Cedar Rapids leaders are unveiling the city’s proposed flood prevention plan which may cost one billion dollars. The plan includes seven miles of protective barriers along the Cedar River, but completion could be ten to 15 years away. Jason Hellendrung, the city’s flood consultant, says citizen input decided which type of flood walls or levees would go in certain places.
Hellendrung says downtown Cedar Rapids could be ringed with a two-foot wide concrete wall, part of which would be removable. He says, "In downtown where we’re pretty tight and pinched with big office buildings, the feedback from the community is that we need to maintain a connection to the river."
Most residential areas along the river will utilize a levee system, an earthen dike anywhere between 12 and 18 feet high. Homeowners who live on the river-side of that barrier would have the possible option of the city buying their property through FEMA funding. Hellendrung says if those residents decide to stay, the city will still move forward with this project.
He says, "There’d be a limit to how much services the city would provide to that in terms of utilities and roads and street cleaning and any of that." Many residents turned out at Wednesday’s meeting to view the plan. Dianna Wicher wanted to know on which side her house would sit, the side closest to the river or the side protective barriers would save.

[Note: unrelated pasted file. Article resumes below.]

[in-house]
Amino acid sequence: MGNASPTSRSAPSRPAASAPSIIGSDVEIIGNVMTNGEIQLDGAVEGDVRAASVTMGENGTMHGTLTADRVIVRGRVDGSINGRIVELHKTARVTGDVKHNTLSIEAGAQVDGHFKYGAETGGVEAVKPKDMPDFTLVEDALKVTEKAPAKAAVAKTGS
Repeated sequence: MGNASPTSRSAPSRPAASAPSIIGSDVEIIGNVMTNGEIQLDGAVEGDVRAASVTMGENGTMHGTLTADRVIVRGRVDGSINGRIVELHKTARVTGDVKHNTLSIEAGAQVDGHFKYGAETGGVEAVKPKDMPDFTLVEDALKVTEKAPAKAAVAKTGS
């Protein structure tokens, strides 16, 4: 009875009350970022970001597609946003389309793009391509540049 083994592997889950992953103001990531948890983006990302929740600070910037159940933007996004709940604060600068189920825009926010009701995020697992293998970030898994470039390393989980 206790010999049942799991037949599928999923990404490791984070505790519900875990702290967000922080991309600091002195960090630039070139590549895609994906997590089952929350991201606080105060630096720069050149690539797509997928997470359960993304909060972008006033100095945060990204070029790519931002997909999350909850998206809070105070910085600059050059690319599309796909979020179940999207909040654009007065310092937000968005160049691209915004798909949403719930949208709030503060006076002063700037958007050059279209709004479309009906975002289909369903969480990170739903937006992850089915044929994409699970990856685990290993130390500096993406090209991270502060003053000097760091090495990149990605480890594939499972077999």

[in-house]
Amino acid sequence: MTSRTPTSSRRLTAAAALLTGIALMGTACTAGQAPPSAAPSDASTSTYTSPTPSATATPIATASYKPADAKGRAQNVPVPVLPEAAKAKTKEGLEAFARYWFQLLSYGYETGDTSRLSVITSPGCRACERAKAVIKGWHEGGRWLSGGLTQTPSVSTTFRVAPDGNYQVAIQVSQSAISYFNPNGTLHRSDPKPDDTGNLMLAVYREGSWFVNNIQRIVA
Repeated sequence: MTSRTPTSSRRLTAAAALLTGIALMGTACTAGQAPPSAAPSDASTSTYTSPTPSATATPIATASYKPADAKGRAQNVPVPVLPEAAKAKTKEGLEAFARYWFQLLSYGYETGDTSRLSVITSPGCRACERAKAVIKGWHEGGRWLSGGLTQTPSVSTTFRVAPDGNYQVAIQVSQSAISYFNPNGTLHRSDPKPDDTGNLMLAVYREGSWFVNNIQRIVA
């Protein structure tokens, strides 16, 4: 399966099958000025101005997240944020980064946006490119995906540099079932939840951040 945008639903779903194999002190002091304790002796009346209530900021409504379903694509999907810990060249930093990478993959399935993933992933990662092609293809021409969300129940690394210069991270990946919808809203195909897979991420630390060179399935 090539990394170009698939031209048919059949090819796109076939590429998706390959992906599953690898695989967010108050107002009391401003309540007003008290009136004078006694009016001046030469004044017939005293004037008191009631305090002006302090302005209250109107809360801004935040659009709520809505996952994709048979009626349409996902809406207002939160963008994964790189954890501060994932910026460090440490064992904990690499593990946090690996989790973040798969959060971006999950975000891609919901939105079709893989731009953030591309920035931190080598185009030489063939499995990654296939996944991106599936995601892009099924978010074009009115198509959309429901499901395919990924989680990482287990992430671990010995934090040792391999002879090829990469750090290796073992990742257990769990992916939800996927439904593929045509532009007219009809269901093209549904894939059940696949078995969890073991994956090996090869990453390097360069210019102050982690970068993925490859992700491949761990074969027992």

Wicher says: "Most of us feel like we’re getting the runaround. They tell us they know how we feel. They don’t know how we feel. They didn’t lose anything." She learned that her home would be safe, although she still doubts she can live there. She says it really doesn’t matter, as the levee going in her back yard will separate her from her neighbors and the rest of the city.
Citizens will have a chance to voice their opinions and offer suggestions about the plan on Thursday, October 16, at the Crowne Plaza Center Ballroom from 10 A.M. to 2 P.M. and from 4 to 8 P.M.